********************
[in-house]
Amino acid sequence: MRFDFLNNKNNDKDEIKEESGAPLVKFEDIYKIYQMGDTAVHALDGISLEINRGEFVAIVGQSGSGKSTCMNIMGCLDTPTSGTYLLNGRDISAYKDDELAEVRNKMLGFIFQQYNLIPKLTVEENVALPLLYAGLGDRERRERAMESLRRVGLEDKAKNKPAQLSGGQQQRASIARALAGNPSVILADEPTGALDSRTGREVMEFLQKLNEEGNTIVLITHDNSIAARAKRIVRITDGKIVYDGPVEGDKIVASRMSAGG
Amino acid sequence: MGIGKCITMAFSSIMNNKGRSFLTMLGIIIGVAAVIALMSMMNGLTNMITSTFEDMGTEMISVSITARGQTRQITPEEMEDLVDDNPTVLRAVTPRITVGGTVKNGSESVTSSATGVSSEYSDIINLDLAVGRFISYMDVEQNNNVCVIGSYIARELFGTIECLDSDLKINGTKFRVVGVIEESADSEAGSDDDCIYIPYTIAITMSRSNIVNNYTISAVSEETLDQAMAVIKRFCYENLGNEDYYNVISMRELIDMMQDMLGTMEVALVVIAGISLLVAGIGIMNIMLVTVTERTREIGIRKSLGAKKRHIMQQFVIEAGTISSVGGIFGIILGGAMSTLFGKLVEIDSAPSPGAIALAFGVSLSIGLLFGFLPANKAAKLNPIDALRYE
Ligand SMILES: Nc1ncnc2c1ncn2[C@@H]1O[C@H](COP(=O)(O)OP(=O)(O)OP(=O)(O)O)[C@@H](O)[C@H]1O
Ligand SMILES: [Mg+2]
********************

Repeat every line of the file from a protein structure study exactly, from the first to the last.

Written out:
[in-house]
Amino acid sequence: MRFDFLNNKNNDKDEIKEESGAPLVKFEDIYKIYQMGDTAVHALDGISLEINRGEFVAIVGQSGSGKSTCMNIMGCLDTPTSGTYLLNGRDISAYKDDELAEVRNKMLGFIFQQYNLIPKLTVEENVALPLLYAGLGDRERRERAMESLRRVGLEDKAKNKPAQLSGGQQQRASIARALAGNPSVILADEPTGALDSRTGREVMEFLQKLNEEGNTIVLITHDNSIAARAKRIVRITDGKIVYDGPVEGDKIVASRMSAGG
Amino acid sequence: MGIGKCITMAFSSIMNNKGRSFLTMLGIIIGVAAVIALMSMMNGLTNMITSTFEDMGTEMISVSITARGQTRQITPEEMEDLVDDNPTVLRAVTPRITVGGTVKNGSESVTSSATGVSSEYSDIINLDLAVGRFISYMDVEQNNNVCVIGSYIARELFGTIECLDSDLKINGTKFRVVGVIEESADSEAGSDDDCIYIPYTIAITMSRSNIVNNYTISAVSEETLDQAMAVIKRFCYENLGNEDYYNVISMRELIDMMQDMLGTMEVALVVIAGISLLVAGIGIMNIMLVTVTERTREIGIRKSLGAKKRHIMQQFVIEAGTISSVGGIFGIILGGAMSTLFGKLVEIDSAPSPGAIALAFGVSLSIGLLFGFLPANKAAKLNPIDALRYE
Ligand SMILES: Nc1ncnc2c1ncn2[C@@H]1O[C@H](COP(=O)(O)OP(=O)(O)OP(=O)(O)O)[C@@H](O)[C@H]1O
Ligand SMILES: [Mg+2]